Classification of species sensitivity for biomonitoring has been approached under two different frameworks, using either empirical data or expert opinion. Two tools for fine sediment (i.e. clogging and colmation) biomonitoring in the UK tend towards these contrasting approaches. The Proportion of Sediment‐sensitive Invertebrates (PSI) index was developed using expert judgement. Empirical weightings were subsequently added at genus or species (EPSI) and mixed (EPSImixed) taxonomic levels, but scores remain constrained by the original categories. In contrast, the Combined Fine Sediment Index, composed of separate taxon scores along organic matter and total fine sediment gradients, was developed using a purely empirical approach. We tested the mechanistic bases for these indices by relating taxon scores to species traits. We compared the results with those for the well‐established Whalley Hawkes Paisley Trigg index of organic pollution. After controlling for varying sample sizes, Whalley Hawkes Paisley Trigg could be better predicted by a linear combination of all available traits (mean R2 = 0.92) than any of the fine sediment indices (0.68 < mean R2 < 0.76). When only traits expected to respond to fine sediment were offered as independent variables, the goodness of fit was substantially reduced for all fine sediment indices (0.27 < mean R2 < 0.46). Our findings demonstrate the lack of integration between the literature on macroinvertebrate responses to fine sediment, the available trait data and taxon scores. Refinement of the trait database is recommended to build on the valuable work performed to date. As the UK has taken the lead in embedding fine sediment into routine biomonitoring programmes, these findings have important international implications.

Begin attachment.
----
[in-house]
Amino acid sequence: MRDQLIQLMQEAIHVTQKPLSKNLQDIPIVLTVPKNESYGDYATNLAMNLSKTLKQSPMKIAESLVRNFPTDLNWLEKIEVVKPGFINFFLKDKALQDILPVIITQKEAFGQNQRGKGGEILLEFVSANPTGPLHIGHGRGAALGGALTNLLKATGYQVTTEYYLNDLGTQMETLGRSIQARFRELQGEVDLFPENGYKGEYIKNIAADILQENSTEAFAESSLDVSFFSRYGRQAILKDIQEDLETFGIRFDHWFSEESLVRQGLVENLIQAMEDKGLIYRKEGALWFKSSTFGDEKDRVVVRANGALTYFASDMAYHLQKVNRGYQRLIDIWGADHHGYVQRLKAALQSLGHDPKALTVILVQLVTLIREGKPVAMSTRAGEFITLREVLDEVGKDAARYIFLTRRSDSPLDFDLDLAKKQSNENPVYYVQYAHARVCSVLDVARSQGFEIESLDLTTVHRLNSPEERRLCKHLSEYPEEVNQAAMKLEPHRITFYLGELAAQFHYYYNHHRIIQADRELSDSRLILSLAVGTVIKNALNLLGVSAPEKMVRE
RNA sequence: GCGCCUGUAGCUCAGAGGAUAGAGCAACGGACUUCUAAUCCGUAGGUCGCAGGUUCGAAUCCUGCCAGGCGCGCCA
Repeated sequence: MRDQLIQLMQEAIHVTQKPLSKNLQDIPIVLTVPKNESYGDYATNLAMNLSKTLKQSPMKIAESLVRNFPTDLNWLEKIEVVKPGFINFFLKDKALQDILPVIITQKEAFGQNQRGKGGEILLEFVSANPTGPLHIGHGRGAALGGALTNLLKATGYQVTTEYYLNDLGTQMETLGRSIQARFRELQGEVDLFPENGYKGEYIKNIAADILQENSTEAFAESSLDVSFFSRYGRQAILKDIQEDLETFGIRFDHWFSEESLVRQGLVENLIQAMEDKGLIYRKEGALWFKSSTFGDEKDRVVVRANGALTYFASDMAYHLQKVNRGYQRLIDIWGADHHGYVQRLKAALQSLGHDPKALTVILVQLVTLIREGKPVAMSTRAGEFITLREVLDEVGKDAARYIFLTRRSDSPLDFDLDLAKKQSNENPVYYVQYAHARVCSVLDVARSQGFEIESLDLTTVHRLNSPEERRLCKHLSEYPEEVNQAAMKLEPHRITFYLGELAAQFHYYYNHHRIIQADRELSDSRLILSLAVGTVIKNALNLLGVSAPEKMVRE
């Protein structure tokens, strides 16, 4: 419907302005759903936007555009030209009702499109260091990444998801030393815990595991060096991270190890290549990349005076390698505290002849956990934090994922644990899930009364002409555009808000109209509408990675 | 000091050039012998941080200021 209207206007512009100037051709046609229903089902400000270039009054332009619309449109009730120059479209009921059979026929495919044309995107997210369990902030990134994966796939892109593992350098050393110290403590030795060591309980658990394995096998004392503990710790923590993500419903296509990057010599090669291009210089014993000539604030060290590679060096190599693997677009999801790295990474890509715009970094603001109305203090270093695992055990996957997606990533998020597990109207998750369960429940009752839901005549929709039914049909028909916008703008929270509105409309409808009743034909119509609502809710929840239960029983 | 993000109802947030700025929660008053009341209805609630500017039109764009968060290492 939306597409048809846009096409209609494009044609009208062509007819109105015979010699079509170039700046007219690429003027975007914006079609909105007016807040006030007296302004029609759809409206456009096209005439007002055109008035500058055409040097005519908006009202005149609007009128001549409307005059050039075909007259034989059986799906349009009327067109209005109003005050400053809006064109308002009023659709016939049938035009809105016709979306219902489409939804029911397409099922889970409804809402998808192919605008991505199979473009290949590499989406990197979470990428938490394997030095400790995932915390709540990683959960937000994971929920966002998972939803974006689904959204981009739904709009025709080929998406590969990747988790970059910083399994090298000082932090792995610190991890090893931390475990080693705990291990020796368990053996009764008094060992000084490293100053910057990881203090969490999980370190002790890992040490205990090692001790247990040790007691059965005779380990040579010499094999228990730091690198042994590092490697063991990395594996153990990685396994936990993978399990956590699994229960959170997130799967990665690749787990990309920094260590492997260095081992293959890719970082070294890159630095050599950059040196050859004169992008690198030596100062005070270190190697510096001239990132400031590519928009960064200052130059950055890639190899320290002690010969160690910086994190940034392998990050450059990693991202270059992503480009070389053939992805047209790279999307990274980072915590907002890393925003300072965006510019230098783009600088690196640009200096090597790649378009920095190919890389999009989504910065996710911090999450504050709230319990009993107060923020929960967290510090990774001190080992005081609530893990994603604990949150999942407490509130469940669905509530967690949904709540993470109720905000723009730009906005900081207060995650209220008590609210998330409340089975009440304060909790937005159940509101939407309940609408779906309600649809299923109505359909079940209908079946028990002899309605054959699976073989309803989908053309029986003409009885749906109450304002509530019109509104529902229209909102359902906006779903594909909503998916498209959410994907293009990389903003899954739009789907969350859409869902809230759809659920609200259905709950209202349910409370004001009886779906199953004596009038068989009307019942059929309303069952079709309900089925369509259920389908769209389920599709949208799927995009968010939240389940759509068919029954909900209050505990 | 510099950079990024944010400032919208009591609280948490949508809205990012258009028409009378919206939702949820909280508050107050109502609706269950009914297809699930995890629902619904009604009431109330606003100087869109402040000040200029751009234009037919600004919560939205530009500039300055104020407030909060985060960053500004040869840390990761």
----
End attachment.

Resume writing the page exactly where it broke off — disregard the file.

Bibliographical noteThis is the peer reviewed version of the following article: Wilkes, M. , Mckenzie, M. , Murphy, J.F. and Chadd, R.P. (2017) Assessing the mechanistic basis for fine sediment biomonitoring. River Research and Applications, volume In press, which has been published in final form at http://dx.doi.org/10.1002/rra.3139. This article may be used for non-commercial purposes in accordance with Wiley Terms and Conditions for Self-Archiving
- fine sediment